When filing a patent application for inventions that include ranges (e.g., percentages, quantities, or temperatures) such as pharmaceuticals, compositions, or processes, the purpose of the ranges should be included. This may be important for overcoming a prior art reference.
For example, in Ineos USA LLC v. Berry Plastic Corp.,48 Ineos (patent owner) sued Berry Plastic (accused infringer) for patent infringement on its polyethylene based compositions, which was used to form shaped products such as screw caps for bottles. To optimize the cap’s slip properties, manufacturers would typically add a lubricant. Unfortunately, the lubricant added an unpleasant odor or flavor to the food product. Ineos’ invented a composition with specific amounts of polyethylene, lubricants, and additives. This composition solved these odor and flavor problems. Ineos presented claims for the invention in terms of these various components but within certain percentages by weight.
The defendant (Berry), attempting to invalidate the patent as not novel, brought forth a prior art reference that disclosed all the components but with slightly different ranges. Since Ineos did not include why its range was so critical for its anti-slip properties while not affecting the smell or taste of the product, the Federal Circuit found that the prior art reference anticipated or disclosed all the limitations of the claimed invention.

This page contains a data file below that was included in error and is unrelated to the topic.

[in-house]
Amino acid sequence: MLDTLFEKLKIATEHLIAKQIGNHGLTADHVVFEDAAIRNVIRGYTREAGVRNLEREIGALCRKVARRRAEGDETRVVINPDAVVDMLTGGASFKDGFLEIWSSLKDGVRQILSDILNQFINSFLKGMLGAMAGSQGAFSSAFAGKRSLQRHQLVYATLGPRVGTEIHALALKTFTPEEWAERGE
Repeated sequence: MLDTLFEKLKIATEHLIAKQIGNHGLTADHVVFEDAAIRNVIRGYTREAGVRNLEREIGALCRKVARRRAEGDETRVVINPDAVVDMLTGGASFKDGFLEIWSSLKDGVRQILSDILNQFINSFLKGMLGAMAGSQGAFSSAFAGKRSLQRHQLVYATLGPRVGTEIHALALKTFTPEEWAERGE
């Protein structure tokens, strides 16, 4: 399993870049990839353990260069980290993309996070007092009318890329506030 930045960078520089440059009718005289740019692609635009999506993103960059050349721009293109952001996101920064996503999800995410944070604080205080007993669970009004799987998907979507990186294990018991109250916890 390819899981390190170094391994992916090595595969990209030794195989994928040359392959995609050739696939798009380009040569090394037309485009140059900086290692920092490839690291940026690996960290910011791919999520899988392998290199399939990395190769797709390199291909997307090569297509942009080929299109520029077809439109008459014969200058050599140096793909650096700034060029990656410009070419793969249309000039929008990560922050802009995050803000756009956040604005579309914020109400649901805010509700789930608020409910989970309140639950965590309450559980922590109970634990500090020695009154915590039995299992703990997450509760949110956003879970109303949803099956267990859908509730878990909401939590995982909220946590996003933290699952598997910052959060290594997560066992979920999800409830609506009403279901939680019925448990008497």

As this case demonstrates, it may be important to indicate, if possible, how operability and functionality of the claimed invention changes within the range. Including the reason fora particular range is critical to the invention and may be helpful to overcome prior art references that disclose an overlapping range. Unfortunately, this information is often obtained through testing, which may be costly or time-consuming to carry out before the patent application is filed but would be very helpful to include in the patent application.